The Week That Was in Blue Jays Land
|Courtesy of Yahoo|
The start of the 2013 season began with much anticipation for the Toronto Blue Jays; and although it came with some mixed results, week one is now officially in the books.
It came with it’s share of juicy story lines, (Dickey struggles at the Home Opener, Bautista’s injury, Farrell’s return, the bevvy of home runs), so here are a few brief thoughts on what happened this past week in Blue Jays Land.
Programming note: Patrick and Chris were kind enough to have me on the Triple Play Podcast yesterday to talk about week one for the Blue Jays, so have a listen to the podcast. The Blue Jays segment starts about halfway through.
The Sky is Falling … It Is Not
The Major League Baseball season is an extremely long one; 162 games in total, 27 weeks, 6 months long. It truly is a grind; and that’s why they say a baseball season is a marathon, not a sprint.
Unlike the NFL, people don’t have to stew over losses for six days until the next matchup. In baseball, there is almost always another game the very next day. 24 hours later, it’s a brand new ballgame.
These are things to keep in mind after a 2-4 week by the Toronto Blue Jays and a 13-0 drubbing at the hands of the Boston Red Sox. It’s a long, long season.
At the risk of sounding like your atypical baseball manager, that game is now in the rear view mirror and Tuesday is a brand new day and the beginning of a new series against the Detroit Tigers.
Expectations for the 2013 Blue Jays are sky high, and they absolutely should high. If this were a 16-game NFL schedule, a 2-4 record might be cause for concern. But it’s not … only 4% of the schedule is down and there are 156 more games to play.
Jeff Blair described it best when R.A. Dickey was getting booed on Sunday; fans weren’t booing the player per se, they were booing the situation. Fans were booing the fact that their number one starter was getting rocked.
Personally, I don’t condone that kind of behaviour from fans, but I certainly understand it.
Don’t Worry About Dickey
After a pair of bad starts this week, R.A. Dickey’s debut in a Blue Jays uniform didn’t go quite as expected. Then again, it’s only two starts … and it’s a very long season.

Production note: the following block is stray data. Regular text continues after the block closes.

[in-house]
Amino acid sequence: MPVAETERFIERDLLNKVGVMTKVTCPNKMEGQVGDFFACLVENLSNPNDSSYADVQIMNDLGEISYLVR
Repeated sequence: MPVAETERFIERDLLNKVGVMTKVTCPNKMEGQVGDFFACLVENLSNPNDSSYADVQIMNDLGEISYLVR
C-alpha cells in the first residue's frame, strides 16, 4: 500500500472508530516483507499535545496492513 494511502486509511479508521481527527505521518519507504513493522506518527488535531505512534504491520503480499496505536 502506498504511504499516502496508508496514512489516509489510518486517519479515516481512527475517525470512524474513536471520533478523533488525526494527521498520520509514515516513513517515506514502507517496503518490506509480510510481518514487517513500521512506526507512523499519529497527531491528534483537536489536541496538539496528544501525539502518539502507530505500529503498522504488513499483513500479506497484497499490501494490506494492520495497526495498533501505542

Dickey wasn’t the only high profile starter to get roughed up for eight earned runs yesterday, the same also happened to AL Cy Young Winner David Price, Matt Cain and even Cole Hamels.
So I’m willing to chalk it up to just a bad day at the office for R.A. Dickey.
In fact, the Atlanta Braves roughed up Dickey for eight 8 runs in 4.1 innings in early April as well, and then R.A. went 18-5 with a 2.50 ERA the rest of the way, and it netted him a Cy Young Award.
R.A. Dickey even noted himself that he’s a bit of a slow starter, and the numbers reflect that; career he has a 4.93 ERA in April, and then it drops nearly a full run to 3.94 in May, and then 3.24 lifetime in the month of June.
The Boomsticks Were Out
Not only were the Blue Jays launching baseballs left, right and centre out of the Rogers Centre this week, so was the opposition. In total, 25 home runs were hit in six games played in Toronto.
It really has been feast or famine for the Blue Jays this week, as 18 of their 22 runs scored this week came via the home run. That means 82% of their runs that crossed the plate this week were due to the longball.
Although this team has to potential to manufacture runs, unfortunately the Blue Jays haven’t had very much luck with that. Not to mention, they’re dead last in the Majors with a team .091 AVG with runners in scoring position.
So looking at those numbers, frankly it’s surprising the Blue Jays managed to scrounge up enough runs to win two games this week and not drop all six of them against the Indians and Red Sox.
Colby Crushes One
Colby Rasmus truly was two different players this week; he struck out six times in the first four games, and then he found his power stroke and started absolutely launching balls over the outfield fence.
Most notably, the home run above traveled 468 feet in total, which was the furthest home run hit in all of baseball this past week. The ball bounced off the facing in the third deck in dead centre field, and frankly I’m surprised it didn’t go higher than it did.
It’s amazing how effortless and fluid that swing looked by Colby Rasmus. There has been glimmers of it in the past, most predominantly on this grand slam in Spring Training and this moonshot at Yankee Stadium last August.
Hopefully that was just the first of many towering home runs Rasmus will hit this season for the Toronto Blue Jays.
Reyes the On Base Machine
One of the bright spots this week on the Blue Jays roster was unquestionably Jose Reyes. He managed to get in base in all six games this week, and he lead off the first five games for the Blue Jays by getting on base.
That is precisely what this Blue Jays lineup needs; a tablesetter at the top of the order than can get on base for guys with power like Miguel Cabrera, Jose Bautista and Edwin Encarnacion.
Although, there were a few scary moments with Reyes after he bonked his noggin on Asdrubal Cabrera’s shin on Thursday and then got tagged in the nether region on Saturday. The fact is that aside from perhaps Jose Bautista, Jose Reyes is the most important bat in the Blue Jays lineup right now.
Despite the Blue Jays batting a paltry 0.091 with RISP, they simply cannot afford to have Jose Reyes miss any time due to injury. It would upset the entire balance of the lineup and would completely change the dynamic of that order.
Luckily Jose Reyes shook those things off, and continues to get on base; reaching in 14 of 22 at bats so far, which translates to a .519 on base percentage. A small sample size mind you, but that’s an extremely promising start for the new Blue Jays leadoff man.
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